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CIS Hosts Workshop to Increase Computer Science Concepts in Grades 7-12

CIS Hosts Workshop to Increase Computer Science Concepts in Grades 7-12

Posted: June 21, 2018

Approximately 50 math, science, technology, and computer science middle- and high school-teachers from 35 area schools will gather in Buffalo State’s Technology Building June 25–28 for the seventh annual Computer Science for High School (CS4HS) workshop.

Hosted by the Computer Information Systems (CIS) Department and sponsored by a grant from Google, CS4HS is a free, hands-on workshop. The goal is for participating teachers to introduce more computer science concepts into their classrooms.

“Also, we encourage schools to add computer science courses to the curriculum and start computer clubs to get students interested in the subject early on,” said Neal Mazur, associate professor, chair of CIS and one of the CS4HS organizers.

The teachers, some of whom have attended workshops in the past, represent public and private schools throughout Erie, Niagara, Monroe, Cattaraugus, and Chautauqua counties. They range from high-needs city schools to affluent suburban and private schools to schools in rural communities.

“Through word of mouth, we’ve been able to expand our reach of participating schools. We’re excited to have such a diverse group of schools represented,” said Sarbani Banerjee, CIS professor who helped found CS4HS at Buffalo State. “We believe that helping teachers find fun ways to engage students in computer science will result in more computer science college majors, and ultimately, more professionals in a field full of opportunities.”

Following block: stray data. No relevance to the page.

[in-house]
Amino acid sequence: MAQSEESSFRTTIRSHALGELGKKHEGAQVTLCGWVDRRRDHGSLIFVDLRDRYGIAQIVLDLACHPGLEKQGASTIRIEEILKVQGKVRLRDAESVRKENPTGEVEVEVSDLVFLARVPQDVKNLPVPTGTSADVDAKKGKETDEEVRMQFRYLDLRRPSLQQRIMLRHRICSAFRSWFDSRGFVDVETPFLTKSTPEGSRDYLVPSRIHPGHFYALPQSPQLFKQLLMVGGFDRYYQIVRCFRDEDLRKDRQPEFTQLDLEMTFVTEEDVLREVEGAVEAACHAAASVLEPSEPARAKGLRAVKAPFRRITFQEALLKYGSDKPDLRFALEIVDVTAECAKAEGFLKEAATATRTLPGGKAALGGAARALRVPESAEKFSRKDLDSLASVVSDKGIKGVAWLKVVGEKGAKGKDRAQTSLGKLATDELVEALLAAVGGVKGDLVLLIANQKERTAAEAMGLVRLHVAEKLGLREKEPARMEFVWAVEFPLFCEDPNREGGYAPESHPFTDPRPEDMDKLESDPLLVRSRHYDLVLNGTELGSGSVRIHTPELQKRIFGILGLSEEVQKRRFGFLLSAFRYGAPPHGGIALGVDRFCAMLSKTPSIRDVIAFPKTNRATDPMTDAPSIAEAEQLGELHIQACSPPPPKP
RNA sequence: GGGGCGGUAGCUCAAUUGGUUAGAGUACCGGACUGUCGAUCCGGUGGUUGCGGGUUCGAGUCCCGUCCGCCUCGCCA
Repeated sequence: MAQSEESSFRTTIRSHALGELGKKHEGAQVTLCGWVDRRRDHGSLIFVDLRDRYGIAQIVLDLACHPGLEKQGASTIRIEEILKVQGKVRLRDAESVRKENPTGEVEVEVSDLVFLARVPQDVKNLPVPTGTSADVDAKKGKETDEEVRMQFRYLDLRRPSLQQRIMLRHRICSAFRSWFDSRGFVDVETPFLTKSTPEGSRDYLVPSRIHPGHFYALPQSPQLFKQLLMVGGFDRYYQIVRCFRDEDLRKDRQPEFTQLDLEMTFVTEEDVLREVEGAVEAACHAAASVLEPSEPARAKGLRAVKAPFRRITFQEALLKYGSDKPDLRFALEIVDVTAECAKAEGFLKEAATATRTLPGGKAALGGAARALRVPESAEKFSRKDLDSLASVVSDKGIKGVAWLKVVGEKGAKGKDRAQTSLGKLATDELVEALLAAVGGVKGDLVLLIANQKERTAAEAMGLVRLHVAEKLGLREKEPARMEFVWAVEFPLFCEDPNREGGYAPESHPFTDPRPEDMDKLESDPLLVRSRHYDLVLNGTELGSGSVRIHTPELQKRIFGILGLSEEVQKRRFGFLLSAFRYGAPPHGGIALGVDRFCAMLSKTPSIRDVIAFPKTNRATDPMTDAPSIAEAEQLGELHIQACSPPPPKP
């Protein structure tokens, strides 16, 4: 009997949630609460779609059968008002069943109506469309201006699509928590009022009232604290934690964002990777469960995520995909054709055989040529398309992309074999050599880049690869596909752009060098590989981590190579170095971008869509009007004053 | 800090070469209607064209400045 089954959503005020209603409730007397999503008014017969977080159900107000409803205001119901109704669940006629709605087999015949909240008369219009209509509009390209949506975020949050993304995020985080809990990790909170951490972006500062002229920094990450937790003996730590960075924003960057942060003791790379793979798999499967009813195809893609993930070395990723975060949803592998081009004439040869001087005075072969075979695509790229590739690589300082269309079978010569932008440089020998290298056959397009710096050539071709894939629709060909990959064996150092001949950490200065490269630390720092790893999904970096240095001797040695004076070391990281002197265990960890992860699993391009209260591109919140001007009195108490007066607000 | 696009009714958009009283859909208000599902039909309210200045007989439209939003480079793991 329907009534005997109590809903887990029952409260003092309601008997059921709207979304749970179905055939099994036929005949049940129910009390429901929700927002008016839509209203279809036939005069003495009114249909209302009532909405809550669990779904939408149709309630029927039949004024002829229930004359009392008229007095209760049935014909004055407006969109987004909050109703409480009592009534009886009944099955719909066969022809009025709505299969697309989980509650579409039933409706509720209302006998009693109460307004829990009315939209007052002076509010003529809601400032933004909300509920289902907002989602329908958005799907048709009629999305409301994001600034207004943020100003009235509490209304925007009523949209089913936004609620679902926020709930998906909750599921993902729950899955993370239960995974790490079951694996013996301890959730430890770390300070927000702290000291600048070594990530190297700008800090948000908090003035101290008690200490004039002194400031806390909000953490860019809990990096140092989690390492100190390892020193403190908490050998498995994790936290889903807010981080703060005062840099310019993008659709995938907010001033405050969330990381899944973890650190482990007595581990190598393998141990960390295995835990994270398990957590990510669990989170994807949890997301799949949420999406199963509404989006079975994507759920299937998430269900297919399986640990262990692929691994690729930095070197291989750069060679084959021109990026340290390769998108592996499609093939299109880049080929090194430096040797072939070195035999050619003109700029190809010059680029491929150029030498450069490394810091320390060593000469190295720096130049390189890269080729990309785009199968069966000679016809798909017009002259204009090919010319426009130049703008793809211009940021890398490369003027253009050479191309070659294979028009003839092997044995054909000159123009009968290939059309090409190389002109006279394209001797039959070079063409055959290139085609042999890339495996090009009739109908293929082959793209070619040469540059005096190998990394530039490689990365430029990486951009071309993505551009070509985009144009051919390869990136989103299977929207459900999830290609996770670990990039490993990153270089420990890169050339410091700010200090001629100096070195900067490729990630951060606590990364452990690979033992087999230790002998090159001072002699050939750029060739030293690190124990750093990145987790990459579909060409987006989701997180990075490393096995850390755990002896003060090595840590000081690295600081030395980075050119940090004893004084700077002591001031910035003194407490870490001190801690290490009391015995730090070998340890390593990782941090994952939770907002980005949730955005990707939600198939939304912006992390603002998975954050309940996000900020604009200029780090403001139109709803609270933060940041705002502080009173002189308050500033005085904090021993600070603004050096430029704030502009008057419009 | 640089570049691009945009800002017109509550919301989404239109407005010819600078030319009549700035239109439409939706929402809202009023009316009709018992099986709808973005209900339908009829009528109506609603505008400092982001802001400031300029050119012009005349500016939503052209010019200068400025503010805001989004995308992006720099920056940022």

Over the four days, CIS faculty will provide an overview of computer programming and web design and offer problem-solving exercises to participants. They also will share new approaches to teaching two high school courses: Exploring Computer Science and Advance Placement (AP) Computer Science Principles. Teachers will obtain a certificate for 30 hours of Continuing Teacher and Leader Education.

Since CS4HS began, many teachers have gone up to introduce AP computer science courses and establish computer clubs in their schools, Banerjee said. In addition, numerous students from the participating teachers’ schools have attended the annual CS4HS Showcase and Competition event to present their computer projects. During the sixth annual showcase June 2, more than 180 participants came to campus, including teachers, students, and their parents.

To make the CS4HS workshop possible, CIS faculty members applied for and received funding from Google. Since its inception, Google has provided more than $100,000 to Buffalo State for the workshop attended by more 150 teachers.

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